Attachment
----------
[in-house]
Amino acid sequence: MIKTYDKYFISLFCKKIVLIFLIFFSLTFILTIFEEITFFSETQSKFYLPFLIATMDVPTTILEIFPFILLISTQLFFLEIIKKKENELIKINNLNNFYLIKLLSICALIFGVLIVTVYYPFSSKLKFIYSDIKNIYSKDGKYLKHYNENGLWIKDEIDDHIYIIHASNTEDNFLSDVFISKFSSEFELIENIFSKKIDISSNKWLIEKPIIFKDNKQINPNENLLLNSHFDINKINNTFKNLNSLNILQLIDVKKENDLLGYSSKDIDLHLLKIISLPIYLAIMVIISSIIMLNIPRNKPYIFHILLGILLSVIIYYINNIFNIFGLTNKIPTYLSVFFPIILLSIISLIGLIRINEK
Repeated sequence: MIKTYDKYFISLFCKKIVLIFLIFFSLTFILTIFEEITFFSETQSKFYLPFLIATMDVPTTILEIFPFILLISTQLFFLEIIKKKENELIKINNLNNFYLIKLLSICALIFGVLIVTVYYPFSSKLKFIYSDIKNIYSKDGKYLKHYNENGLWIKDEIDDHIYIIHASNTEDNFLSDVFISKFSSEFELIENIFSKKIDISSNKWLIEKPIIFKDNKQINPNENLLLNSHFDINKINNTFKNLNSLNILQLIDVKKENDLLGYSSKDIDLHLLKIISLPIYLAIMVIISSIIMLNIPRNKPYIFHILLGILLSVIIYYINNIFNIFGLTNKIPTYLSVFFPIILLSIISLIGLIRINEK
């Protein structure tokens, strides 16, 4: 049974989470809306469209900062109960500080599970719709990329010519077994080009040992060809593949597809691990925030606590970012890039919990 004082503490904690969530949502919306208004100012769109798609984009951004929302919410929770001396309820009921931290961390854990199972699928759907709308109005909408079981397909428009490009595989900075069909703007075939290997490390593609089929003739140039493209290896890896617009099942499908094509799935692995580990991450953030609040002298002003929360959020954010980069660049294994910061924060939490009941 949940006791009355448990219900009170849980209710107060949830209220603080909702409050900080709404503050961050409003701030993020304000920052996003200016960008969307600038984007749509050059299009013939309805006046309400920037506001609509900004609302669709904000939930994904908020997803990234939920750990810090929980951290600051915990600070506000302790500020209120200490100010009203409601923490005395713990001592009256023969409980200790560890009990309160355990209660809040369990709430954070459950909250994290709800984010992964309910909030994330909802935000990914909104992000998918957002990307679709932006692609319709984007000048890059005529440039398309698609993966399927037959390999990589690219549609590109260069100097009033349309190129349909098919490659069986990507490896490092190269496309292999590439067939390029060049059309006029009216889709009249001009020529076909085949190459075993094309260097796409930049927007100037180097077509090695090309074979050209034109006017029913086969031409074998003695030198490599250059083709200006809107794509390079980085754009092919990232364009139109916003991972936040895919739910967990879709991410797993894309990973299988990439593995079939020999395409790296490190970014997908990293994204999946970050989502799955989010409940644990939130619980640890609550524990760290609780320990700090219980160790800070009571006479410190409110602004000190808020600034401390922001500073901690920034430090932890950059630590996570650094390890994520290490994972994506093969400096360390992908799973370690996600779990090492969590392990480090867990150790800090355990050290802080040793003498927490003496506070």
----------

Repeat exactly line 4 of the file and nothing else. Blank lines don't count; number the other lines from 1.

């Protein structure tokens, strides 16, 4: 049974989470809306469209900062109960500080599970719709990329010519077994080009040992060809593949597809691990925030606590970012890039919990 004082503490904690969530949502919306208004100012769109798609984009951004929302919410929770001396309820009921931290961390854990199972699928759907709308109005909408079981397909428009490009595989900075069909703007075939290997490390593609089929003739140039493209290896890896617009099942499908094509799935692995580990991450953030609040002298002003929360959020954010980069660049294994910061924060939490009941 949940006791009355448990219900009170849980209710107060949830209220603080909702409050900080709404503050961050409003701030993020304000920052996003200016960008969307600038984007749509050059299009013939309805006046309400920037506001609509900004609302669709904000939930994904908020997803990234939920750990810090929980951290600051915990600070506000302790500020209120200490100010009203409601923490005395713990001592009256023969409980200790560890009990309160355990209660809040369990709430954070459950909250994290709800984010992964309910909030994330909802935000990914909104992000998918957002990307679709932006692609319709984007000048890059005529440039398309698609993966399927037959390999990589690219549609590109260069100097009033349309190129349909098919490659069986990507490896490092190269496309292999590439067939390029060049059309006029009216889709009249001009020529076909085949190459075993094309260097796409930049927007100037180097077509090695090309074979050209034109006017029913086969031409074998003695030198490599250059083709200006809107794509390079980085754009092919990232364009139109916003991972936040895919739910967990879709991410797993894309990973299988990439593995079939020999395409790296490190970014997908990293994204999946970050989502799955989010409940644990939130619980640890609550524990760290609780320990700090219980160790800070009571006479410190409110602004000190808020600034401390922001500073901690920034430090932890950059630590996570650094390890994520290490994972994506093969400096360390992908799973370690996600779990090492969590392990480090867990150790800090355990050290802080040793003498927490003496506070």